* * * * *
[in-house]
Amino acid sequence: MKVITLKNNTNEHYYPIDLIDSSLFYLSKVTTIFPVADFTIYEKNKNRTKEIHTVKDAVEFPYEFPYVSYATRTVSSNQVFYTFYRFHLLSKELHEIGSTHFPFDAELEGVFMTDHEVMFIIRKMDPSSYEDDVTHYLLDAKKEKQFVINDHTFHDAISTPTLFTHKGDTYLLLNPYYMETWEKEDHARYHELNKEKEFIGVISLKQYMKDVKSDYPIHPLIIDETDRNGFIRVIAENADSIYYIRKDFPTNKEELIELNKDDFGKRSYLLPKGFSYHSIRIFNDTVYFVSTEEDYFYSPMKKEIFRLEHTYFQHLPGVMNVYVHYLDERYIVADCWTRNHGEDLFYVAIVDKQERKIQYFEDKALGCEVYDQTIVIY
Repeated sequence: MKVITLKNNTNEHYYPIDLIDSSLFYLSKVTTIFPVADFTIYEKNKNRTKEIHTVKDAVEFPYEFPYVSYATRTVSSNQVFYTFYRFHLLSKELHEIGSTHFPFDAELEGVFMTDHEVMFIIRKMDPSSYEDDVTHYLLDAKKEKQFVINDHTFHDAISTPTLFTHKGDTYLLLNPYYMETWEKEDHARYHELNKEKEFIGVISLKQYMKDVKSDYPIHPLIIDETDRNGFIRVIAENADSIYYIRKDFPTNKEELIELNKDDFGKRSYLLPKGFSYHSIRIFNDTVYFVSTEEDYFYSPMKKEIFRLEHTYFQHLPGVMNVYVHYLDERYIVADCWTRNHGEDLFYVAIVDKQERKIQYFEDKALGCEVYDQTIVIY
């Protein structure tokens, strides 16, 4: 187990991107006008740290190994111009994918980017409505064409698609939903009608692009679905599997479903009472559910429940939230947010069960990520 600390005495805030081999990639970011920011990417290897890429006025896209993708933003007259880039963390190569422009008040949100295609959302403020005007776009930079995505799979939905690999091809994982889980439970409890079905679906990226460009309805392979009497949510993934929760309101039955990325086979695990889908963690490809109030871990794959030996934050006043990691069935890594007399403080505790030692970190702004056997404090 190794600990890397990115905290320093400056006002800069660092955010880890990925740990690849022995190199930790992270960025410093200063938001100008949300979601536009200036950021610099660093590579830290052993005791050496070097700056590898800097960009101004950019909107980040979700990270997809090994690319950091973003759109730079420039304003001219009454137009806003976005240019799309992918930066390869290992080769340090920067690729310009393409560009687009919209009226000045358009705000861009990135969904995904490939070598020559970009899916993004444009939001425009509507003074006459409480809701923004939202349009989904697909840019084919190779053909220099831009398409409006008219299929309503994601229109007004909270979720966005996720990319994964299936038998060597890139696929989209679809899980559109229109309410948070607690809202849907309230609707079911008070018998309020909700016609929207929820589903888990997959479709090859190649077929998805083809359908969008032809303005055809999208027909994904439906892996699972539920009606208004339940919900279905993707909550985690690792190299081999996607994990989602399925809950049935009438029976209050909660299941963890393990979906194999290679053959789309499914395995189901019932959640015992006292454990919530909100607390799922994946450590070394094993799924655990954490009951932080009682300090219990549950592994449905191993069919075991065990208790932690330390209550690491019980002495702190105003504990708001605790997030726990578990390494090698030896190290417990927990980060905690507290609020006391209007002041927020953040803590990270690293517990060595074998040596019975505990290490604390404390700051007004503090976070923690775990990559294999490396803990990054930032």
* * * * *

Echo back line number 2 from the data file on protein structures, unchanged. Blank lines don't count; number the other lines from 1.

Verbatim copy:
Amino acid sequence: MKVITLKNNTNEHYYPIDLIDSSLFYLSKVTTIFPVADFTIYEKNKNRTKEIHTVKDAVEFPYEFPYVSYATRTVSSNQVFYTFYRFHLLSKELHEIGSTHFPFDAELEGVFMTDHEVMFIIRKMDPSSYEDDVTHYLLDAKKEKQFVINDHTFHDAISTPTLFTHKGDTYLLLNPYYMETWEKEDHARYHELNKEKEFIGVISLKQYMKDVKSDYPIHPLIIDETDRNGFIRVIAENADSIYYIRKDFPTNKEELIELNKDDFGKRSYLLPKGFSYHSIRIFNDTVYFVSTEEDYFYSPMKKEIFRLEHTYFQHLPGVMNVYVHYLDERYIVADCWTRNHGEDLFYVAIVDKQERKIQYFEDKALGCEVYDQTIVIY